According to Yahoo! Health, a person’s typical sleep routine can predict the individual’s likelihood of having an auto accident.
The Association for Psychological Science has highlighted two European studies that examined the connection between routine sleep habits and poor driving skills. The first author, Frank P. McKenna of the University of Reading in the United Kingdom, gathered 7,075 experienced drivers (4,000 men and 3,075 women) and instructed them to fill out numerous surveys that focused on “risky driving behaviors” (such as speeding, traffic violations) and distracted driving. These volunteers were also directed to evaluate various risky driving scenarios and offer their possible reaction in a similar situation, as well as answer sleep-related questions.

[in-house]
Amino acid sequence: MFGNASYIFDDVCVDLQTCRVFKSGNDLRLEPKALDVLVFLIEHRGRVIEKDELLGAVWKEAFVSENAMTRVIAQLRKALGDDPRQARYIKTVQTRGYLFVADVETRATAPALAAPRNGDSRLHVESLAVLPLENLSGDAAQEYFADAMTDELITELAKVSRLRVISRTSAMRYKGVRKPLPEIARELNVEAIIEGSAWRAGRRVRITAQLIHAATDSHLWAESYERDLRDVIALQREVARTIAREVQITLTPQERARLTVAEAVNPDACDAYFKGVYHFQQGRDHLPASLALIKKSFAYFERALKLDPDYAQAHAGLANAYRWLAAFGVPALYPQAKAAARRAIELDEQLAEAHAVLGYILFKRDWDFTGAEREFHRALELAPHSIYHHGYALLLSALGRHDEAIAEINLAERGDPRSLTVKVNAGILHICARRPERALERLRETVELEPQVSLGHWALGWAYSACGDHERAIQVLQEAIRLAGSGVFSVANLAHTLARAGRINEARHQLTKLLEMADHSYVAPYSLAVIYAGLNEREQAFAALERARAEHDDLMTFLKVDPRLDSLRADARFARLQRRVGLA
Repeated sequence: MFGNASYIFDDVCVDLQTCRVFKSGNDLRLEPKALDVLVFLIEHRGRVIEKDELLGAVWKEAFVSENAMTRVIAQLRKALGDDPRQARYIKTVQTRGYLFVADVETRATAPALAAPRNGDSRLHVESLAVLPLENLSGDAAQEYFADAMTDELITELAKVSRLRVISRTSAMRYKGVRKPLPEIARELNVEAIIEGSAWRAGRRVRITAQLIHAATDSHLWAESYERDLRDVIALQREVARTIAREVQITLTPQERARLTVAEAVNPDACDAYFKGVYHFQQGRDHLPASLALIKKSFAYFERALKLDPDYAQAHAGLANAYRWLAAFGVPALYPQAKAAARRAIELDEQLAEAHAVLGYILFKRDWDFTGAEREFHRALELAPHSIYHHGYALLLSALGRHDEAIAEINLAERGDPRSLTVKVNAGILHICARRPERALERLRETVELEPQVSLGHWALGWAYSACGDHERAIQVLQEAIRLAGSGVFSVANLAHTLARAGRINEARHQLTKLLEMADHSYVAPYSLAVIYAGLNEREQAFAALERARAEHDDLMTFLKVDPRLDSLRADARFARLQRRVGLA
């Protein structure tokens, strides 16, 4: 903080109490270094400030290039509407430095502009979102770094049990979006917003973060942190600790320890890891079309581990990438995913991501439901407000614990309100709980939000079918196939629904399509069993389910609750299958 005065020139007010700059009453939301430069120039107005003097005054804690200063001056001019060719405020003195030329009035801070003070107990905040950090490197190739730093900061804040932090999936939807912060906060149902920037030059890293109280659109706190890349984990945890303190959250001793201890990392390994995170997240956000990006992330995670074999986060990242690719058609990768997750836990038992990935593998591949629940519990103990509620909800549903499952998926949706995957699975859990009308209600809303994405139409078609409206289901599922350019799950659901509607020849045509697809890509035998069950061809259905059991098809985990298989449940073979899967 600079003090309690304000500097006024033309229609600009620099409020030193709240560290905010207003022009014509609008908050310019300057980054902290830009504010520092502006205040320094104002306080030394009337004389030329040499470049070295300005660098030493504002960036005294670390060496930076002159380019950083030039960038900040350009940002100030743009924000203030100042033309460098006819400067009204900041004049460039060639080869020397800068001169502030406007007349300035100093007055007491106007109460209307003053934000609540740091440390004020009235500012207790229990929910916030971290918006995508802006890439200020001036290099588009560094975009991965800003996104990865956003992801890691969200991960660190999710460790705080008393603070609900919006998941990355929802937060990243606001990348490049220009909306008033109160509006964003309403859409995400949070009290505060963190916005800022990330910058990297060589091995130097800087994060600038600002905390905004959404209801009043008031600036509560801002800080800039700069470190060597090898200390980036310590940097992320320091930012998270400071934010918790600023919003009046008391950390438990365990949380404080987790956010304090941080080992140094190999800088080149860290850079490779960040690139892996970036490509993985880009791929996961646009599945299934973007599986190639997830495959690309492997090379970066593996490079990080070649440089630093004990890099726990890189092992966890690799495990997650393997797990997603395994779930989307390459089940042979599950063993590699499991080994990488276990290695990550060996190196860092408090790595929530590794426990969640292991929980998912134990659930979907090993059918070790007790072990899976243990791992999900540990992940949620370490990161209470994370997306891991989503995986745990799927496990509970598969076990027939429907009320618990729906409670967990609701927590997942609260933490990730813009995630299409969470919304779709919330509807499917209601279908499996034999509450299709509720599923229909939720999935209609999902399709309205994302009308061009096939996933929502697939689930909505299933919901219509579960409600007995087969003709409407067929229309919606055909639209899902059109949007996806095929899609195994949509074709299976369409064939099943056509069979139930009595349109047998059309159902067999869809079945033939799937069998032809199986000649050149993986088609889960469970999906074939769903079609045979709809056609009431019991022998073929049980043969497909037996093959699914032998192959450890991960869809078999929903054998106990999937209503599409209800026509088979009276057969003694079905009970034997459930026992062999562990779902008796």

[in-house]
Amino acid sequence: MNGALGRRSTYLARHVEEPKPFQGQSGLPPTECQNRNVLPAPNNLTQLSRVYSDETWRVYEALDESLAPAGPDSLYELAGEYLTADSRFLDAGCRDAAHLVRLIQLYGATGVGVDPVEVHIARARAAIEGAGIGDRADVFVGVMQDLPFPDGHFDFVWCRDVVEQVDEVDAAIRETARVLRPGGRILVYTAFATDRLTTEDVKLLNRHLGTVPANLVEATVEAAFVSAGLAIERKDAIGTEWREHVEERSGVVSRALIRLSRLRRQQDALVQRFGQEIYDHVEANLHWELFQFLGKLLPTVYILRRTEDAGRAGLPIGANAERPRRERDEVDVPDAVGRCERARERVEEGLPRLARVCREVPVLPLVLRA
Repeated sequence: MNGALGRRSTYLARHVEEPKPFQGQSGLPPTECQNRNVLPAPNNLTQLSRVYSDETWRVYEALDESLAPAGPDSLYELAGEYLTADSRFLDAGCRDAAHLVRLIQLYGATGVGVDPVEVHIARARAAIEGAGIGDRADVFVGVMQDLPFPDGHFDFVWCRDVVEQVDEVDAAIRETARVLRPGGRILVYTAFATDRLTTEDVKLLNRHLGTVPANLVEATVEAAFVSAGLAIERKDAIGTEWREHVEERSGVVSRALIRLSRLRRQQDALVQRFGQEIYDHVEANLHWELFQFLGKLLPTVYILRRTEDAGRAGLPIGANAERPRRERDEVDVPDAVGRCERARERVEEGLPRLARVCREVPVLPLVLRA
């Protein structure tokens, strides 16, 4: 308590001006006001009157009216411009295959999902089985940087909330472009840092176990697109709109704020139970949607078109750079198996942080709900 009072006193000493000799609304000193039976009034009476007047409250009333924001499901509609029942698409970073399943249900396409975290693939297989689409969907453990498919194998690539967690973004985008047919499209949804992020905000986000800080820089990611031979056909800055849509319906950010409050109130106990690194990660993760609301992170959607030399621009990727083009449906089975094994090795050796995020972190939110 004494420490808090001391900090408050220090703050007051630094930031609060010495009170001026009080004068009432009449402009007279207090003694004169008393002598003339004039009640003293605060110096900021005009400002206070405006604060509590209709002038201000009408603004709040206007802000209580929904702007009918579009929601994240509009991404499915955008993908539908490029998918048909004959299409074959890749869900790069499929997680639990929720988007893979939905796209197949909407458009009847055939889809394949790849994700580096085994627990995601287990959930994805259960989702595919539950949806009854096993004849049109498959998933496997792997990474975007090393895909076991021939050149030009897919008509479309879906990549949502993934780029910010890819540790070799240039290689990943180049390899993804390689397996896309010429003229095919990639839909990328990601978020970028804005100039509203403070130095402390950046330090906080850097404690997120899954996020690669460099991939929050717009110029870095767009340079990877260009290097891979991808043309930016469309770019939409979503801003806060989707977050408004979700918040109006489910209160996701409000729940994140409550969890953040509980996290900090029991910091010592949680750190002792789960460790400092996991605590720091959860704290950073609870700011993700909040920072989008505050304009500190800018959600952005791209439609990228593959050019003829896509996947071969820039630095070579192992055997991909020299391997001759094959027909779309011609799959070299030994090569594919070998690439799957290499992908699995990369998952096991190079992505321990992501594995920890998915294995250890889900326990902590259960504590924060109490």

The results: Those participants who scored in the lowest percentile (10 percent) of sleep habits were 2.8 times more likely to have a collision compared to those drivers who landed in the top 10 percent. McKenna suggests that poor sleep habits can greatly alter a driver’s attention span.
“It is clear that sleep hygiene, a measure that has no direct connection with driving, nevertheless, is able to predict crash involvement,” he writes in the European Review of Applied Psychology. “In other words, those factors that inhibit sleep quantity and or sleep quality may have important consequences for our abilities to stay safe on the road.”